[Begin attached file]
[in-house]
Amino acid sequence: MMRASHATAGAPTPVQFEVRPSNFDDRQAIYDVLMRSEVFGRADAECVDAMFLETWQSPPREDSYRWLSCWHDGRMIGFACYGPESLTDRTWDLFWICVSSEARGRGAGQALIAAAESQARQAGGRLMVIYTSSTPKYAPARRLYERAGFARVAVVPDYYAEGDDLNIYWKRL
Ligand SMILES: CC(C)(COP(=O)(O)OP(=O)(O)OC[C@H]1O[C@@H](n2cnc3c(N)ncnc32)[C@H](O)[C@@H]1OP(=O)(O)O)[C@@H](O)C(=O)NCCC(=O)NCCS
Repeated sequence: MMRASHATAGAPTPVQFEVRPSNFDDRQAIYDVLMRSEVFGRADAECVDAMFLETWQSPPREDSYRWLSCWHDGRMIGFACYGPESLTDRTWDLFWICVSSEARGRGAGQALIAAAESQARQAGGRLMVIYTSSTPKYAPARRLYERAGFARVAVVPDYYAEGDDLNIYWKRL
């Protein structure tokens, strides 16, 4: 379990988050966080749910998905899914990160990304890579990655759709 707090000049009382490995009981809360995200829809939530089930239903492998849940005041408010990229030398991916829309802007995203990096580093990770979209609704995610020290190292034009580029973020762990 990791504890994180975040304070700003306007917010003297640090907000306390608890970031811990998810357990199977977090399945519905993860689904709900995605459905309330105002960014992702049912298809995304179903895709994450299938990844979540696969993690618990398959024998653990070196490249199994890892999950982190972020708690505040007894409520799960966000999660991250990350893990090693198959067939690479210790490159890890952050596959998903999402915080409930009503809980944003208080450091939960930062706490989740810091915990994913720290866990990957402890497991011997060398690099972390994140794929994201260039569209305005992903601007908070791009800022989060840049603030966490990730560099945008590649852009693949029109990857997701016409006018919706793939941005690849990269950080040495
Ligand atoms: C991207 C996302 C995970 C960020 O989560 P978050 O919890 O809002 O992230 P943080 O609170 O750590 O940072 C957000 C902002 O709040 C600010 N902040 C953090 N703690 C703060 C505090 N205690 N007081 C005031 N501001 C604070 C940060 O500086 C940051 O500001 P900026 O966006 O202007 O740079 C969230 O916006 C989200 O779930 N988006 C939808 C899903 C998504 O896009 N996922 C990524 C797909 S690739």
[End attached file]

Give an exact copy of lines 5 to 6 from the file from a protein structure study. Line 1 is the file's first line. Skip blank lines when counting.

């Protein structure tokens, strides 16, 4: 379990988050966080749910998905899914990160990304890579990655759709 707090000049009382490995009981809360995200829809939530089930239903492998849940005041408010990229030398991916829309802007995203990096580093990770979209609704995610020290190292034009580029973020762990 990791504890994180975040304070700003306007917010003297640090907000306390608890970031811990998810357990199977977090399945519905993860689904709900995605459905309330105002960014992702049912298809995304179903895709994450299938990844979540696969993690618990398959024998653990070196490249199994890892999950982190972020708690505040007894409520799960966000999660991250990350893990090693198959067939690479210790490159890890952050596959998903999402915080409930009503809980944003208080450091939960930062706490989740810091915990994913720290866990990957402890497991011997060398690099972390994140794929994201260039569209305005992903601007908070791009800022989060840049603030966490990730560099945008590649852009693949029109990857997701016409006018919706793939941005690849990269950080040495
Ligand atoms: C991207 C996302 C995970 C960020 O989560 P978050 O919890 O809002 O992230 P943080 O609170 O750590 O940072 C957000 C902002 O709040 C600010 N902040 C953090 N703690 C703060 C505090 N205690 N007081 C005031 N501001 C604070 C940060 O500086 C940051 O500001 P900026 O966006 O202007 O740079 C969230 O916006 C989200 O779930 N988006 C939808 C899903 C998504 O896009 N996922 C990524 C797909 S690739």